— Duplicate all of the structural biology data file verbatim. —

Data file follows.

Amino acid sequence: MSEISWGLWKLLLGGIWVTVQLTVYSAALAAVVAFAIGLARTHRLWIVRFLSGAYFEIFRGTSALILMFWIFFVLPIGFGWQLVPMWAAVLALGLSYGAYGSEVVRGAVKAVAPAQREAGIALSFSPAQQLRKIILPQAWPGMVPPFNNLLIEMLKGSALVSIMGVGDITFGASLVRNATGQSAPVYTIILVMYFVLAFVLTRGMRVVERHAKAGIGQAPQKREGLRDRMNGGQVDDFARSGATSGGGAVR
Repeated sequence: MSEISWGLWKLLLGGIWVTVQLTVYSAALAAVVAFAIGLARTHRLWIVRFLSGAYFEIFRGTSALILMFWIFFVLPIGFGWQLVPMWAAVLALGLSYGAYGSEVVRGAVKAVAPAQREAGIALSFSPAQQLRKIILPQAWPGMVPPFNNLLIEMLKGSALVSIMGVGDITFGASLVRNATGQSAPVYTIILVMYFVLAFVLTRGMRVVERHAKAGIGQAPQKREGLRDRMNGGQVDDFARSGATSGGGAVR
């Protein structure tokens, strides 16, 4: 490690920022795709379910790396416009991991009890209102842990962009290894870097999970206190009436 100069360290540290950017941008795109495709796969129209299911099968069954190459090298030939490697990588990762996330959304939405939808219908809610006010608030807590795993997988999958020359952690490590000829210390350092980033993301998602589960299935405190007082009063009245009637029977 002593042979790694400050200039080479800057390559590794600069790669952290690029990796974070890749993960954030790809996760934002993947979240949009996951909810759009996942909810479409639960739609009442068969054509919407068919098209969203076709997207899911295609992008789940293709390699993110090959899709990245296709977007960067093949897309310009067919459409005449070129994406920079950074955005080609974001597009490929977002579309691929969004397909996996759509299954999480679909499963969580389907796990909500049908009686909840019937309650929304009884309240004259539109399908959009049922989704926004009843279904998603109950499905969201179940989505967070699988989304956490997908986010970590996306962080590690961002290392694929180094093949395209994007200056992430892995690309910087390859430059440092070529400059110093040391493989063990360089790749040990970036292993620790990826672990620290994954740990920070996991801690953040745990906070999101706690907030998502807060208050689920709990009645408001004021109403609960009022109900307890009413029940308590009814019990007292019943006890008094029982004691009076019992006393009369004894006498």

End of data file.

Amino acid sequence: MSEISWGLWKLLLGGIWVTVQLTVYSAALAAVVAFAIGLARTHRLWIVRFLSGAYFEIFRGTSALILMFWIFFVLPIGFGWQLVPMWAAVLALGLSYGAYGSEVVRGAVKAVAPAQREAGIALSFSPAQQLRKIILPQAWPGMVPPFNNLLIEMLKGSALVSIMGVGDITFGASLVRNATGQSAPVYTIILVMYFVLAFVLTRGMRVVERHAKAGIGQAPQKREGLRDRMNGGQVDDFARSGATSGGGAVR
Repeated sequence: MSEISWGLWKLLLGGIWVTVQLTVYSAALAAVVAFAIGLARTHRLWIVRFLSGAYFEIFRGTSALILMFWIFFVLPIGFGWQLVPMWAAVLALGLSYGAYGSEVVRGAVKAVAPAQREAGIALSFSPAQQLRKIILPQAWPGMVPPFNNLLIEMLKGSALVSIMGVGDITFGASLVRNATGQSAPVYTIILVMYFVLAFVLTRGMRVVERHAKAGIGQAPQKREGLRDRMNGGQVDDFARSGATSGGGAVR
């Protein structure tokens, strides 16, 4: 490690920022795709379910790396416009991991009890209102842990962009290894870097999970206190009436 100069360290540290950017941008795109495709796969129209299911099968069954190459090298030939490697990588990762996330959304939405939808219908809610006010608030807590795993997988999958020359952690490590000829210390350092980033993301998602589960299935405190007082009063009245009637029977 002593042979790694400050200039080479800057390559590794600069790669952290690029990796974070890749993960954030790809996760934002993947979240949009996951909810759009996942909810479409639960739609009442068969054509919407068919098209969203076709997207899911295609992008789940293709390699993110090959899709990245296709977007960067093949897309310009067919459409005449070129994406920079950074955005080609974001597009490929977002579309691929969004397909996996759509299954999480679909499963969580389907796990909500049908009686909840019937309650929304009884309240004259539109399908959009049922989704926004009843279904998603109950499905969201179940989505967070699988989304956490997908986010970590996306962080590690961002290392694929180094093949395209994007200056992430892995690309910087390859430059440092070529400059110093040391493989063990360089790749040990970036292993620790990826672990620290994954740990920070996991801690953040745990906070999101706690907030998502807060208050689920709990009645408001004021109403609960009022109900307890009413029940308590009814019990007292019943006890008094029982004691009076019992006393009369004894006498």